“I started college as a Biology major with the intent to go to medical school,” said Tyler, “but when I took organic chemistry the summer following my freshman year, I really fell in love with it and started thinking about becoming a scientist.”

After committing to chemistry, Tyler immediately became involved with Dr. Genna’s research group. This research led him to present results as far as Seattle, and he hopes to publish a full paper soon. Though his research was quite distinct from most of the other research in Dr. Genna’s group, it has left an impact.

“My work has also given rise to some new project ideas that the group will pursue in the future,” said Tyler.

Tyler will be attending Princeton in the fall to begin working on his PhD. He aspires to become a professor and lead his own research groups. For now he continues to work in the lab on organometallics research that may lead to publishing an in-depth paper.

Many YSU STEM students have expressed surprise and gratitude toward the availability of professors and research opportunities for undergraduate students, and Tyler is no exception.

“I think it was very valuable that, even as a 19-year-old undergrad who didn’t yet fully understand what I was doing, I could be trusted to just dive in to research,” said Tyler. “I think we’re in a sweet spot in terms of resources and accessibility of those resources.”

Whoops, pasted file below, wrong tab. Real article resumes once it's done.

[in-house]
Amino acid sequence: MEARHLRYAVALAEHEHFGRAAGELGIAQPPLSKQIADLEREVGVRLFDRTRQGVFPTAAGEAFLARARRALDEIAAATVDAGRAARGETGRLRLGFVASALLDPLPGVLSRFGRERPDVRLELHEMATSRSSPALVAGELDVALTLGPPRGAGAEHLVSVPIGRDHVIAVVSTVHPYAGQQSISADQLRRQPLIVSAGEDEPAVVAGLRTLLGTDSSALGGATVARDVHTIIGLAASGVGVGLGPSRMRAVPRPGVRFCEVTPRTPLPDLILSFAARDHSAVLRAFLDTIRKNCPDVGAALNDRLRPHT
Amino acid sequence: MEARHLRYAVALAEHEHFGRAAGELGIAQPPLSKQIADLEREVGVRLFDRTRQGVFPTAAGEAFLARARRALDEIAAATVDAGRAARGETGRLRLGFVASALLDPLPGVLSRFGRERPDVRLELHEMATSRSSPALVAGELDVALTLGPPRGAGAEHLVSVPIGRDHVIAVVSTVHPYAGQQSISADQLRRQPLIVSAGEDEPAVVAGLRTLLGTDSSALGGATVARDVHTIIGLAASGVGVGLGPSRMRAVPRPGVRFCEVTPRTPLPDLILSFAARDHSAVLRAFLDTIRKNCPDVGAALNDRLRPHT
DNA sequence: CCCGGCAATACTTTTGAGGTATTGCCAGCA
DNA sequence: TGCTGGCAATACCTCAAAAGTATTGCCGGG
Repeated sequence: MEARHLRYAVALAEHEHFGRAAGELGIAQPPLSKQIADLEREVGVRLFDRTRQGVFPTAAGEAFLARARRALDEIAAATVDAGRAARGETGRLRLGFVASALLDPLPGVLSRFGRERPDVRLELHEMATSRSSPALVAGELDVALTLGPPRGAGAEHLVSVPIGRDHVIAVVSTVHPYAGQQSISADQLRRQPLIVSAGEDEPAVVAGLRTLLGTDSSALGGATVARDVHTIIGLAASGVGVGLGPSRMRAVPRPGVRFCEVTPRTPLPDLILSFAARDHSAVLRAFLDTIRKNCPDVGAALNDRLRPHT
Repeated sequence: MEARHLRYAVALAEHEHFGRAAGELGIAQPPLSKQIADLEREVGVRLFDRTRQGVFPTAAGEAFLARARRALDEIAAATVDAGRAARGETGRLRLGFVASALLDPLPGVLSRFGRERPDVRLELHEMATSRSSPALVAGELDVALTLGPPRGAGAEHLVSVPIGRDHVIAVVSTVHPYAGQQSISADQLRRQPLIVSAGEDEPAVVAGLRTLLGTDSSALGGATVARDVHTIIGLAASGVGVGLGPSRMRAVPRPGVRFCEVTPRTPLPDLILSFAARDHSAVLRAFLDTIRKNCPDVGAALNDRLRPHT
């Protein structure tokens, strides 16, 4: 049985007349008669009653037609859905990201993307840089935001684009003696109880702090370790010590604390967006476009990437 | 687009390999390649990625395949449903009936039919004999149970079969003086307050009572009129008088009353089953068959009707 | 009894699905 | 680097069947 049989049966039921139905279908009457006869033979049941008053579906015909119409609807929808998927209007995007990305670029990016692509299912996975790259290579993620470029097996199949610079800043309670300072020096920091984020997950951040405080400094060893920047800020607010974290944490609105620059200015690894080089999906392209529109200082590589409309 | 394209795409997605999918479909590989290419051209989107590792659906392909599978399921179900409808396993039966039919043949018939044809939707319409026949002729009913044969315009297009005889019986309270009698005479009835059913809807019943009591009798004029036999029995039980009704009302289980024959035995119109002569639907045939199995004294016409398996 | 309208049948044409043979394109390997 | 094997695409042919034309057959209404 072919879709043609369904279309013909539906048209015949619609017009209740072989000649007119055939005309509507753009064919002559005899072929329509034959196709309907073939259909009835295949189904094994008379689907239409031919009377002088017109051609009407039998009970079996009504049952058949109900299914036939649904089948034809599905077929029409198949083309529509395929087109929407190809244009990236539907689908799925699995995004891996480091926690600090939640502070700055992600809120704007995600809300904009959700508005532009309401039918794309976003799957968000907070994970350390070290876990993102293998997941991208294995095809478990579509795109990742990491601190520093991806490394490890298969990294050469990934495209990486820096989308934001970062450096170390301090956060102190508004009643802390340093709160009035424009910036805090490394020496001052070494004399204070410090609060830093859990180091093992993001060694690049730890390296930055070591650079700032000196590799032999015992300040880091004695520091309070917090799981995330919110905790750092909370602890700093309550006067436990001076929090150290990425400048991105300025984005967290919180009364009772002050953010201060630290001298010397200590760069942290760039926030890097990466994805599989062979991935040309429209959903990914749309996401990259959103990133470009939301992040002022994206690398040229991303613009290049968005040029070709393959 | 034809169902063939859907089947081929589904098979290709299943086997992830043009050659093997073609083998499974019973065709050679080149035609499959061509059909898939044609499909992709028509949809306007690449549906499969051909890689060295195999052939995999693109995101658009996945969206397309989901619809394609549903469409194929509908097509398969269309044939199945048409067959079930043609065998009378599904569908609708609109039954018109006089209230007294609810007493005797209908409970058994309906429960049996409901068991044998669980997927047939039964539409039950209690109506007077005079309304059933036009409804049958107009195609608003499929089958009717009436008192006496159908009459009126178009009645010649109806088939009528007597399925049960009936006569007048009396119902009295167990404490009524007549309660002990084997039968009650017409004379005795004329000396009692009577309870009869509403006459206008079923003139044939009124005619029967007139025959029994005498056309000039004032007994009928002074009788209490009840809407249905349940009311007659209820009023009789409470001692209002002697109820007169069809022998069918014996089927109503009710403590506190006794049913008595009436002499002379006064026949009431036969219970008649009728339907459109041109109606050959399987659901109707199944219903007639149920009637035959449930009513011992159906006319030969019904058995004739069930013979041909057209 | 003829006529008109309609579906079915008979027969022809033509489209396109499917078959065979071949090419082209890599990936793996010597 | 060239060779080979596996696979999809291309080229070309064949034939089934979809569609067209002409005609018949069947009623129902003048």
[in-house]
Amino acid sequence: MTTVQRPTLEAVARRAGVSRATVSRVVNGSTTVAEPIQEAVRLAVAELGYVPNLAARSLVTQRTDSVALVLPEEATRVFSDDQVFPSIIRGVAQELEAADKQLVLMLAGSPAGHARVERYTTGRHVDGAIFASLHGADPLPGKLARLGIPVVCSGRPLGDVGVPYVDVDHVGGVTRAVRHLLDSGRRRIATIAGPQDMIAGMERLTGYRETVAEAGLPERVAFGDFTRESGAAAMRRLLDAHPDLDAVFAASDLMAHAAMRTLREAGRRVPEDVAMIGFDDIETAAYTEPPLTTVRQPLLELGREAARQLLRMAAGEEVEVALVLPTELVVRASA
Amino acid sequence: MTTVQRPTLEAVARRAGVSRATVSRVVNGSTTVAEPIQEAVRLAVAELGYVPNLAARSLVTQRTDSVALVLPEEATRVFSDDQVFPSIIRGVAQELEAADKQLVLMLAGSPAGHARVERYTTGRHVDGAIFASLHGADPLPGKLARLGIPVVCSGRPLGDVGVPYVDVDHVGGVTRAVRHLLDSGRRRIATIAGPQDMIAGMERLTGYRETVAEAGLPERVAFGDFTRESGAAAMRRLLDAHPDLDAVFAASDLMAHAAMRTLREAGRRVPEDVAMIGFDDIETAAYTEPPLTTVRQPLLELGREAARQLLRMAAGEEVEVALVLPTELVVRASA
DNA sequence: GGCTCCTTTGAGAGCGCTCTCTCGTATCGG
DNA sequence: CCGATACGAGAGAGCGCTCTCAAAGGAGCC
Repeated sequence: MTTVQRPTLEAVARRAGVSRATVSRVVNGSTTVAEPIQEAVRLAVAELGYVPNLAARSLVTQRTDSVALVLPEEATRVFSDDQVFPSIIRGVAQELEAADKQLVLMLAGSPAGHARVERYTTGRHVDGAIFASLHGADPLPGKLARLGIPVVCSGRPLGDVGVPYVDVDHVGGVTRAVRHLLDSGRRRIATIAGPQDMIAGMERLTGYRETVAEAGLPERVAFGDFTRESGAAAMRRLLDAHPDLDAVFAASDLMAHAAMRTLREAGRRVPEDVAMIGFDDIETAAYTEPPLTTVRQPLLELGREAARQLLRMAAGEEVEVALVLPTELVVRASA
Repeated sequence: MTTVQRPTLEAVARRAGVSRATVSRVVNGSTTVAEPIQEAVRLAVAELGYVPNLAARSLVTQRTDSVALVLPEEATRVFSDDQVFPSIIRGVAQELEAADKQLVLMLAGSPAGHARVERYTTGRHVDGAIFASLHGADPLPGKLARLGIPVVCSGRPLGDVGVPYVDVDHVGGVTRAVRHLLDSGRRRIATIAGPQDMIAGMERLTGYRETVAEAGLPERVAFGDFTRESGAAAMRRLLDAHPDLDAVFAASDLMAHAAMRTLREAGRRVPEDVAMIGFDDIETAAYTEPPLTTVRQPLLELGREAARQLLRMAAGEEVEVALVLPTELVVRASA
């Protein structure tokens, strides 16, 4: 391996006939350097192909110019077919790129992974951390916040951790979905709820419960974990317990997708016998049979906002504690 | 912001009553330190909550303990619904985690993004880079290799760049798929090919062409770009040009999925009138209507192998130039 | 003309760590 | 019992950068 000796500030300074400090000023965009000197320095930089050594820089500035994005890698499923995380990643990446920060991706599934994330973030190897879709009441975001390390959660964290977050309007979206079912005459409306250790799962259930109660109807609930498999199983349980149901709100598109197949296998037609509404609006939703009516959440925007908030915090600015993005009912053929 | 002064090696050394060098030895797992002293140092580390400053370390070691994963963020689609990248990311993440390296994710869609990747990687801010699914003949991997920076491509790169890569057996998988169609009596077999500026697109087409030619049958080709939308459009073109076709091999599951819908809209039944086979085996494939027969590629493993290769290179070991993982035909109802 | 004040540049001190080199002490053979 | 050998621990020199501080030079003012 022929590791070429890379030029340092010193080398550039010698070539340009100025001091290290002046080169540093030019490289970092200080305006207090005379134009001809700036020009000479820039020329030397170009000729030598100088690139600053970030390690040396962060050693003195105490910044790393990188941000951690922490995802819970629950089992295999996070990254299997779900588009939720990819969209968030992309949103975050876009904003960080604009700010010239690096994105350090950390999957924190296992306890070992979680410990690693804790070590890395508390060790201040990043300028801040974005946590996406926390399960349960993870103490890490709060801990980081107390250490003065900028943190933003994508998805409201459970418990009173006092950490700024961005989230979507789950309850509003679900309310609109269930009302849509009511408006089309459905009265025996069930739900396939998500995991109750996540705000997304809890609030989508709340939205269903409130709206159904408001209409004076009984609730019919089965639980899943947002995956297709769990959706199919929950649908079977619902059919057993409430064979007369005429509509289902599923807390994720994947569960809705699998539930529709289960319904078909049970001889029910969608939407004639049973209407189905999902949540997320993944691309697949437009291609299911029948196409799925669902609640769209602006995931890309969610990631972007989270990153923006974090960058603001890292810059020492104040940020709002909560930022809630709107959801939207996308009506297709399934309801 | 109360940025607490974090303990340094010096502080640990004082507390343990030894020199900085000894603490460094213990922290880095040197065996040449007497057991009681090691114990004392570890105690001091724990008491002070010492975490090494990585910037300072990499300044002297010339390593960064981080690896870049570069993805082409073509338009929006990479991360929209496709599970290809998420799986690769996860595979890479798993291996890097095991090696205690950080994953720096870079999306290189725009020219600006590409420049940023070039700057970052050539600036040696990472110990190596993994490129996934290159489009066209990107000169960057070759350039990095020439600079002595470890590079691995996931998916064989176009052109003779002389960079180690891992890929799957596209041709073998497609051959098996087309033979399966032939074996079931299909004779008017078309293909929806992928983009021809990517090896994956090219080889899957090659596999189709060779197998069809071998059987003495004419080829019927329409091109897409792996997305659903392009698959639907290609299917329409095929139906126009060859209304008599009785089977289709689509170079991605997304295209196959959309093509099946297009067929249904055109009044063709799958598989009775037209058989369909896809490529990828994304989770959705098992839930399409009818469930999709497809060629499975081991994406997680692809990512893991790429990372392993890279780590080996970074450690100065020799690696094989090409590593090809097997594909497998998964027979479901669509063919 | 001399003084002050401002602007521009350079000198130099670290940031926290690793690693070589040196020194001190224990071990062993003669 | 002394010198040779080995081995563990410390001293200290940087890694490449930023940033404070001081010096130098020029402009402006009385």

This commentary from Tyler sums it all up:

“I’ve thought recently about how I, as a high school senior who committed to YSU because it was my cheapest option, would react to the idea that I was headed to Princeton for a PhD in chemistry.  In all honesty, I did not expect to grow as much as I have in these four years, or to get such a world-class education, or to be in the position that I find myself in now.  I consider myself fortunate to be a YSU penguin at the best time ever to be one.  Our chemistry department is sending recent graduates to Notre Dame, Michigan, and Princeton this summer for PhDs.  I have friends going into engineering doctoral programs at UC-Berkeley and Yale, and still others working for Tesla, GE, and Google.  I’m so excited to see the amazing things YSU students do for years to come; I don’t think there’s any doubt that we’re trending upward.”

We at YSU STEM congratulate Tyler on his accomplishments, wish him the best at Princeton, and look forward to hearing about his future successes.